Lake Martin allows visitors to leave stress behind and immerse into nature. There are boat launches for paddlers and fishermen, plus there is a hiking path around the lake’s perimeter. The Nature Conservancy operates a portion of the lake that contains a bird rookery and nature center and has installed a boardwalk where visitors can safety view wildlife.




Yes, both at the lake and through Pack & Paddle outfitters of Lafayette.

No, there are gators about.

Yes, but boaters must not venture into the bird rookeries.

To the northeast of Morgan City lies the massive Lake Palourde. It stretches into three parishes by waters from Lake Verret and Grassy Lake. There are two excellent ways to access the lake — Victor Guarisco Lake End Park and Brownell Memorial Park. ¶ Swimming, bank or pier fishing, boating and RV and tent camping are available at Lake End Park, along with a marina that offers monthly and yearly rental rates for 47 slips. ¶ More of a lakeside retreat in nature, the 9.5-acre Brownell Memorial Park includes a selection of flowering and native plants and the 106-foot carillon with 61 bronze bells that ring out melodies. Boat Rentals No, but a boat ramp is available at Lake End Park. Swimming A sandy beach gets people in the water at Lake End Park. Fishing Fishing is allowed from the Lake End wharf.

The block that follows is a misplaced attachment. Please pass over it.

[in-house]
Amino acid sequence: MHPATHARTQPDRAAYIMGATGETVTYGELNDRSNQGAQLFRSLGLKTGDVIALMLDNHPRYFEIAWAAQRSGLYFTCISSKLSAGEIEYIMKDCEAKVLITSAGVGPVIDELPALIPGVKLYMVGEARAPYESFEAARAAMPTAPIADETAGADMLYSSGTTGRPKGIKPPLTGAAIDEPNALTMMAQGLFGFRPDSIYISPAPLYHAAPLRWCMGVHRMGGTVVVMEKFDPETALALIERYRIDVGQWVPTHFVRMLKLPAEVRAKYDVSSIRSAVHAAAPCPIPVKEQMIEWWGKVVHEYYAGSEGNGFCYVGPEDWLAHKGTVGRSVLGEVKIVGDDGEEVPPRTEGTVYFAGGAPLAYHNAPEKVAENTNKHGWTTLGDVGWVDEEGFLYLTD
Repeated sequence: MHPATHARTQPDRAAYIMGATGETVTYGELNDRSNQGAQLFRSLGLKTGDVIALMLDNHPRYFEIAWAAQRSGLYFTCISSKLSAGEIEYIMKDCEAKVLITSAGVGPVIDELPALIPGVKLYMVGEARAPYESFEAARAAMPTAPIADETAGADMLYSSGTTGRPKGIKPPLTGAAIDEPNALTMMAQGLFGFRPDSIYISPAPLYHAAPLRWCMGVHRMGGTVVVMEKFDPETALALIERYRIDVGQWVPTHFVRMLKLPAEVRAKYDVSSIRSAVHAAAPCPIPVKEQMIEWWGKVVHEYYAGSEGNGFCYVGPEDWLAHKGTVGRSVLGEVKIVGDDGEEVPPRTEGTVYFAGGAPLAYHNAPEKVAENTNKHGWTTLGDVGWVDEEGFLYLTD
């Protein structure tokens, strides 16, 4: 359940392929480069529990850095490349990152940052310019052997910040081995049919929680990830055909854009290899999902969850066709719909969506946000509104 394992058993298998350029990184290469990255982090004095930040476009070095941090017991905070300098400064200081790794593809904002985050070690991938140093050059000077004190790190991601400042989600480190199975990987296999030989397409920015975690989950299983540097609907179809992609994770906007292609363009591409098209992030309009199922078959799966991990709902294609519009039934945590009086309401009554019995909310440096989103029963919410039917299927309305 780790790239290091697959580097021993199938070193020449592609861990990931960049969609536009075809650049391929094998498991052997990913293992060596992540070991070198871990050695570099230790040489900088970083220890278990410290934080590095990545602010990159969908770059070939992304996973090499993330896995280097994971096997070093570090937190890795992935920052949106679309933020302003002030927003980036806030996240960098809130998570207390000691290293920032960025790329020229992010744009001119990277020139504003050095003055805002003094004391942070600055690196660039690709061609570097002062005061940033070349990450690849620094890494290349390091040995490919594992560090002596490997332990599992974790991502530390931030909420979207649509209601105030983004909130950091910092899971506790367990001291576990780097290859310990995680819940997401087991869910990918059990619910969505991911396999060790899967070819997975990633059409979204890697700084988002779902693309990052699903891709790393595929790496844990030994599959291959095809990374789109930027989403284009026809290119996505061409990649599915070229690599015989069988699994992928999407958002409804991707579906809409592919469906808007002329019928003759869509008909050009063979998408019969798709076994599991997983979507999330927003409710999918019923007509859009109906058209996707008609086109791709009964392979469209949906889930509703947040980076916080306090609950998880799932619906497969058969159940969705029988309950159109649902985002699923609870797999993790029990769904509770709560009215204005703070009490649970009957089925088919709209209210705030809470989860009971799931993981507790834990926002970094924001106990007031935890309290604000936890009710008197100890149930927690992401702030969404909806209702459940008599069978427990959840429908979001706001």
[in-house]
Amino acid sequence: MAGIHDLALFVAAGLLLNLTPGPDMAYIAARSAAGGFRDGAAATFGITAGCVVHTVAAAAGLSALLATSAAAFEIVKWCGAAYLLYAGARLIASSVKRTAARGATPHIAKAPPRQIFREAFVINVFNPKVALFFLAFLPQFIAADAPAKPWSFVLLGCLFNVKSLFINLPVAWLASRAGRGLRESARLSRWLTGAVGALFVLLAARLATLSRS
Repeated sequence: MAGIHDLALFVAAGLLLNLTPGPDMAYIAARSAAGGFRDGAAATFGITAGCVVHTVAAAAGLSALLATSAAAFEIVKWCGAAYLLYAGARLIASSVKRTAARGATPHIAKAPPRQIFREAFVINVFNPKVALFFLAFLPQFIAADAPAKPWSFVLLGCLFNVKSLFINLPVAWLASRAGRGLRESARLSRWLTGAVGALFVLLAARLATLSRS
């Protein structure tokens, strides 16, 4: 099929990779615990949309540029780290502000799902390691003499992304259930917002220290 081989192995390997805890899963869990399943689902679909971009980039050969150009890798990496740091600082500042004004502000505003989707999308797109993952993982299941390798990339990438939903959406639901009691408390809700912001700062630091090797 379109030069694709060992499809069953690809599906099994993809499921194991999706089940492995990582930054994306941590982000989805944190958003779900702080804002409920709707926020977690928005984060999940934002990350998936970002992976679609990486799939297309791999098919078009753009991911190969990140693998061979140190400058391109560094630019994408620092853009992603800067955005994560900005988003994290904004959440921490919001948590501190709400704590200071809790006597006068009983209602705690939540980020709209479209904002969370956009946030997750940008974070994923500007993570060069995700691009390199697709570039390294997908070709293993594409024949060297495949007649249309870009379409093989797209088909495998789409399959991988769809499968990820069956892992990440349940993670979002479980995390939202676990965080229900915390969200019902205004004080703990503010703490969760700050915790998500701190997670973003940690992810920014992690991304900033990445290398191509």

Year-round, Louisiana boasts of numerous bird species and unique wildlife such as alligators and black bears. In the spring and fall migratory birds fly through, stopping at lakes and other water sources for nourishment after a long haul from Central and South America.